Revolution under the sign of the sun god: The death of Amenophis III grants his son Akhenaton the throne of Egypt and the assumption of power. The young pharaoh proclaims the beginning of a new era. Driven by the longing for light, his reign was marked by revolutionary deeds. Akhenaton and his followers destroyed the temple of the god Amun and deprived him – for to them Aton is the only Creator God to be worshiped. But at some point the years of plenty are also over for him: Akhenaton is accused of failing to provide aid for the military protection of the Egyptian provinces. The agitated populace storms the palace under the leadership of insurgents. The effects of these events on the present are unpredictable, and yet they can still be felt today.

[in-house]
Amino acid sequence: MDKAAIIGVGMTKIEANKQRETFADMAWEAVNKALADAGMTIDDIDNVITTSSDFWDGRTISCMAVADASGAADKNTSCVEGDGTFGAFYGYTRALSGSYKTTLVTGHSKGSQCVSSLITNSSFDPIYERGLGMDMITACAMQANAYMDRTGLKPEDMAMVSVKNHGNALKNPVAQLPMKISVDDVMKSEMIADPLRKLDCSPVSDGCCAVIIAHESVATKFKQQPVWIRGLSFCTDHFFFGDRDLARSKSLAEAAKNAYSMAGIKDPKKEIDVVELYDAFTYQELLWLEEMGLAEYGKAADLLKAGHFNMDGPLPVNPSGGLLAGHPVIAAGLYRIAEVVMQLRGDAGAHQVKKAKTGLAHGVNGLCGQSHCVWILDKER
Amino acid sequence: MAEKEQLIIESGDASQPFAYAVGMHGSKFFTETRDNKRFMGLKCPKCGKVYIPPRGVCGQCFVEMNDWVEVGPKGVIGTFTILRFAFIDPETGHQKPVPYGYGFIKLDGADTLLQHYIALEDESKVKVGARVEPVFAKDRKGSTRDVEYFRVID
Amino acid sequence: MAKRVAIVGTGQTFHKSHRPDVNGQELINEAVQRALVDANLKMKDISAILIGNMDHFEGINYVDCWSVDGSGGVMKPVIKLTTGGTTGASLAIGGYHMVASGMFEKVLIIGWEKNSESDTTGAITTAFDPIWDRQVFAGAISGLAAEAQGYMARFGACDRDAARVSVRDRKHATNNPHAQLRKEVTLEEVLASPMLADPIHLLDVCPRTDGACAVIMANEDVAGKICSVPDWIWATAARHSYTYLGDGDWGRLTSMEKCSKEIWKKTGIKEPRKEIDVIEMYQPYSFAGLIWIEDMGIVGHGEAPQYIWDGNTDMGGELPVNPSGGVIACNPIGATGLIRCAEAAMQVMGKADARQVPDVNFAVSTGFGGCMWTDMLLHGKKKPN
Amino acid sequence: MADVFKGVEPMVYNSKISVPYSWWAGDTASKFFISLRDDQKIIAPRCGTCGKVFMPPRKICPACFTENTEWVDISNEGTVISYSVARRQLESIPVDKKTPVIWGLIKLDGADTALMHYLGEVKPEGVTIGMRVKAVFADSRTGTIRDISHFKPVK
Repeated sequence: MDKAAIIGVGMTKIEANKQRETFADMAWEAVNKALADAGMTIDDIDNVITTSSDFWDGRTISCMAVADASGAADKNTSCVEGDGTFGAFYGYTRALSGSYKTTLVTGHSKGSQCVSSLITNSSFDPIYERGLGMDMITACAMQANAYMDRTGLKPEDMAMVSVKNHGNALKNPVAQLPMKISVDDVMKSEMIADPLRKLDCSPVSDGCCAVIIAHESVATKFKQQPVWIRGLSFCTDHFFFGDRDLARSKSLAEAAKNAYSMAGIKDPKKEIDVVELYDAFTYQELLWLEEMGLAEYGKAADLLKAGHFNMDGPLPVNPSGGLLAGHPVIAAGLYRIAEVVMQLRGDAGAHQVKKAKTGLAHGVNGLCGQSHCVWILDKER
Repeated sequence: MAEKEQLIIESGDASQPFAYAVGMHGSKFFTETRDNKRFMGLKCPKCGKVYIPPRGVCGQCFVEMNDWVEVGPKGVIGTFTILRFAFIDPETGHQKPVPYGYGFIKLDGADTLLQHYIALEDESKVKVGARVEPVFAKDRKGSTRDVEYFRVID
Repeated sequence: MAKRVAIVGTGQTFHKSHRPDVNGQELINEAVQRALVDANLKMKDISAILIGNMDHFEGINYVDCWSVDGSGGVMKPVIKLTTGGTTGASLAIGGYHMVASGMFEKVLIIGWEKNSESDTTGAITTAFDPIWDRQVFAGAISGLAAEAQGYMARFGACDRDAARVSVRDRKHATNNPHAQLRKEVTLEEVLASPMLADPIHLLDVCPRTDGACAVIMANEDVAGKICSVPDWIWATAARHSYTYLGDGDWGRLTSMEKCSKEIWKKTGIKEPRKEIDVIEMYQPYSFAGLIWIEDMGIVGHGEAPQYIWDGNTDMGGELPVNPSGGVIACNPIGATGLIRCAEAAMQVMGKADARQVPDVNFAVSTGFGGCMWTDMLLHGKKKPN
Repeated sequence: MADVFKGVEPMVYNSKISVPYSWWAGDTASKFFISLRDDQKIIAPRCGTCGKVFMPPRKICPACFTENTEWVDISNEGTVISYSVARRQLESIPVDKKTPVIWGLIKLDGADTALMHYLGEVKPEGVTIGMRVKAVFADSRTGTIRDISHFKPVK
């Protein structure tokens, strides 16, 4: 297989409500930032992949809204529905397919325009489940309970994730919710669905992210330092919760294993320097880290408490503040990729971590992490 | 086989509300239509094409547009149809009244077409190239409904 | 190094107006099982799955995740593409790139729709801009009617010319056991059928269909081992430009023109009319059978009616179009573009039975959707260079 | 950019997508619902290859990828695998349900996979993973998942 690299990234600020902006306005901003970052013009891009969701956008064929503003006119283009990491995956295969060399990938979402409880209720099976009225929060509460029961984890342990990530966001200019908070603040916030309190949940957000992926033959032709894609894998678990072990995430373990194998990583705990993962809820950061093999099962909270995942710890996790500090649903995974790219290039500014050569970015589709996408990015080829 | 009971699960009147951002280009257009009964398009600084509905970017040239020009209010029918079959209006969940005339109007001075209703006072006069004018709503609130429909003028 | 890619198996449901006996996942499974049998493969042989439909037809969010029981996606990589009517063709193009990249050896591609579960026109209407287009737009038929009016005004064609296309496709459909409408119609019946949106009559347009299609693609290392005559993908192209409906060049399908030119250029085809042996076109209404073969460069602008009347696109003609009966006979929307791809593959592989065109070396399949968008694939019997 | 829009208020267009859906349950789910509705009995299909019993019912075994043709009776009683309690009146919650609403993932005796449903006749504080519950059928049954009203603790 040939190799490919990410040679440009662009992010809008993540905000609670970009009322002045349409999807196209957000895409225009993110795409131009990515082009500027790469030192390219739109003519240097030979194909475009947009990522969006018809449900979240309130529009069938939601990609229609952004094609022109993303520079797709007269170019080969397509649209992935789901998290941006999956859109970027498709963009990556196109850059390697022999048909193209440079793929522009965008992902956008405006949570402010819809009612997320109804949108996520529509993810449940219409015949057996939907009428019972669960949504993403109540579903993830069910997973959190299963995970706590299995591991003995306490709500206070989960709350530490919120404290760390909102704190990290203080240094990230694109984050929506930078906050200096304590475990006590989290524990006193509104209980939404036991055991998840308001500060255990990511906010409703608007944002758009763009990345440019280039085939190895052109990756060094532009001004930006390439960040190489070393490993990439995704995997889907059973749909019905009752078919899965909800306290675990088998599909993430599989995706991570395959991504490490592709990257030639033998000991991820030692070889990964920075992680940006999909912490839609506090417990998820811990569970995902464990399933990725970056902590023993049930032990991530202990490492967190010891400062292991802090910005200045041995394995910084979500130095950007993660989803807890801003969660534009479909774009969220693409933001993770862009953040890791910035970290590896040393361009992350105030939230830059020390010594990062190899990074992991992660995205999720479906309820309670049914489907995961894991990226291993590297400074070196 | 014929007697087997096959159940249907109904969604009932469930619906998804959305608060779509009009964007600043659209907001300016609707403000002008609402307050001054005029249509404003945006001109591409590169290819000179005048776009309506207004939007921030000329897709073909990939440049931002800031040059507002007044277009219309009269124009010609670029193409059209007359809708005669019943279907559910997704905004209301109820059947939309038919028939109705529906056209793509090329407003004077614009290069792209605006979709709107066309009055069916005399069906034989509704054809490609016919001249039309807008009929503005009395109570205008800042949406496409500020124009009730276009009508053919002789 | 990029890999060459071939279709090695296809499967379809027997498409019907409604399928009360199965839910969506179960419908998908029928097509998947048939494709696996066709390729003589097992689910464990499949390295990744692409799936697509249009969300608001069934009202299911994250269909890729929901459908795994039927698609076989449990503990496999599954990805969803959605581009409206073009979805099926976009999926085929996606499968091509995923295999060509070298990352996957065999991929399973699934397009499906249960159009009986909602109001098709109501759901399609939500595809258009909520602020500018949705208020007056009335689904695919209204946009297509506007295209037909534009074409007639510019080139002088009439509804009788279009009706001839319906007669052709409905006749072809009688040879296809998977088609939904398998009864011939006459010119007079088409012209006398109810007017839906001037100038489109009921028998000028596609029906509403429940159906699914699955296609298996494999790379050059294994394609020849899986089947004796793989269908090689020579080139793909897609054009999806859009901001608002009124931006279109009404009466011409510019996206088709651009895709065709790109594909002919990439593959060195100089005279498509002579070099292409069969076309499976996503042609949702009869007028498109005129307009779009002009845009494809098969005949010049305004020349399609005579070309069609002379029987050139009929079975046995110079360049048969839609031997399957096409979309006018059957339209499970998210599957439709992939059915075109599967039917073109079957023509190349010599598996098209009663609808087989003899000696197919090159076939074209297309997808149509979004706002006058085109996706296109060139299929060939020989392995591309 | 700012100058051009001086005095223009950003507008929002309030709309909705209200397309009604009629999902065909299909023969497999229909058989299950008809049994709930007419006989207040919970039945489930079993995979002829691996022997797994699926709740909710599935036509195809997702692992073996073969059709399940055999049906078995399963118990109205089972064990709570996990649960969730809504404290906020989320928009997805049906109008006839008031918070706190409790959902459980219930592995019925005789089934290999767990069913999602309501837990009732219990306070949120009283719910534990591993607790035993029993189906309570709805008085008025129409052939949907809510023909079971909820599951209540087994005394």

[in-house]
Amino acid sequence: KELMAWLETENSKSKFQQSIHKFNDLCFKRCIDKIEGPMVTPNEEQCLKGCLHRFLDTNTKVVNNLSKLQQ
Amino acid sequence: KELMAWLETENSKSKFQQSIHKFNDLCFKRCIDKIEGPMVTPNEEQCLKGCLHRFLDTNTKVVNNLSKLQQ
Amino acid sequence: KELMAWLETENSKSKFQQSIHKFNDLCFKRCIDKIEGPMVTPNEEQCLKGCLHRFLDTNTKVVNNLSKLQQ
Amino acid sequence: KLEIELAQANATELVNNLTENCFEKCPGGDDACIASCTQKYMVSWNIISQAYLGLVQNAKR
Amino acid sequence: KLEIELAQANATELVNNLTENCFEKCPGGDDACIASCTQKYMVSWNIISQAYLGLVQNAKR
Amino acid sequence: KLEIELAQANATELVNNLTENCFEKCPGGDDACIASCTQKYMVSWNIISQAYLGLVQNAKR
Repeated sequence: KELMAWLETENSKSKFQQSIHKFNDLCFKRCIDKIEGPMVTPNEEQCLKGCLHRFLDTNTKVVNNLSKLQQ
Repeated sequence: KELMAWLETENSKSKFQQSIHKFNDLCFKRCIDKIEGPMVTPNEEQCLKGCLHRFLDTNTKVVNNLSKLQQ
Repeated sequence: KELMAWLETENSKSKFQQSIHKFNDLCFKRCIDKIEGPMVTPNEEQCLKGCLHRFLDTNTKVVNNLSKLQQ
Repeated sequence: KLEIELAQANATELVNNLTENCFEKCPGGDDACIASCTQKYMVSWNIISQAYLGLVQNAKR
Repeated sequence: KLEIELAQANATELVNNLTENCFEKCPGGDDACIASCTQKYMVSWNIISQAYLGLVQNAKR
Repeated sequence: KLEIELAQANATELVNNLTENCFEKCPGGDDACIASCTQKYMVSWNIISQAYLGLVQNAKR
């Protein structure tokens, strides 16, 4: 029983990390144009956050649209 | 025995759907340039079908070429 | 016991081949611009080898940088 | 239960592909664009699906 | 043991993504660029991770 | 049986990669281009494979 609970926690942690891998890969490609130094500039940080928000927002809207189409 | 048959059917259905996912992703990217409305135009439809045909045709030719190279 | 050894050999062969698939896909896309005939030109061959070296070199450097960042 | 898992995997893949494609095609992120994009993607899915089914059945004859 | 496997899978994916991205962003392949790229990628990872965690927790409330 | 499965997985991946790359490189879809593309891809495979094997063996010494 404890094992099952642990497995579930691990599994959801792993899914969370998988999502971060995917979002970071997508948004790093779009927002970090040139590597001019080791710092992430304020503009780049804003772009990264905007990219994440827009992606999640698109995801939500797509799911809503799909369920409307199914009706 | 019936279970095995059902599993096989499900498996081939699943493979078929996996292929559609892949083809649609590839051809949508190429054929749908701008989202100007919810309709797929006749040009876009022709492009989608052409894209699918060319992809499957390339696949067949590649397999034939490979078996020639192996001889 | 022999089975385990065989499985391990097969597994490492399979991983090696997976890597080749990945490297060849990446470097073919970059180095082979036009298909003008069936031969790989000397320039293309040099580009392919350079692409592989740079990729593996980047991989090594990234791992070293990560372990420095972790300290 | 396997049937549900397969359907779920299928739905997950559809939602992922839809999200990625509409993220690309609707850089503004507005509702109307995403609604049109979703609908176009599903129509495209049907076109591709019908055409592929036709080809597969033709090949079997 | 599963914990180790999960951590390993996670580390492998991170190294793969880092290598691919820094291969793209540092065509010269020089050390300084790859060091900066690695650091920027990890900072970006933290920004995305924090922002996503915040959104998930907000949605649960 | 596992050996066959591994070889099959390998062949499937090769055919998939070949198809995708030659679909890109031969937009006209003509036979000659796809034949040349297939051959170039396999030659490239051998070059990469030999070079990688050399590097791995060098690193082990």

As the conclusion of his trilogy on influential personalities (Einstein on the Beach and Satyagraha), Philip Glass dedicates the opera Akhenaton to the Egyptian pharaoh and his attempt to establish a new religion. With the principles of minimal music, the American composer creates music-theater full of associations, whose tonal language is partly shaped by Asian and partly by American culture.
In Dortmund, opera and ballet combine to bring Akhenaton onto the stage as a sensually choreographed evening that brings singing, physicality and aesthetics in harmony with the alluring music.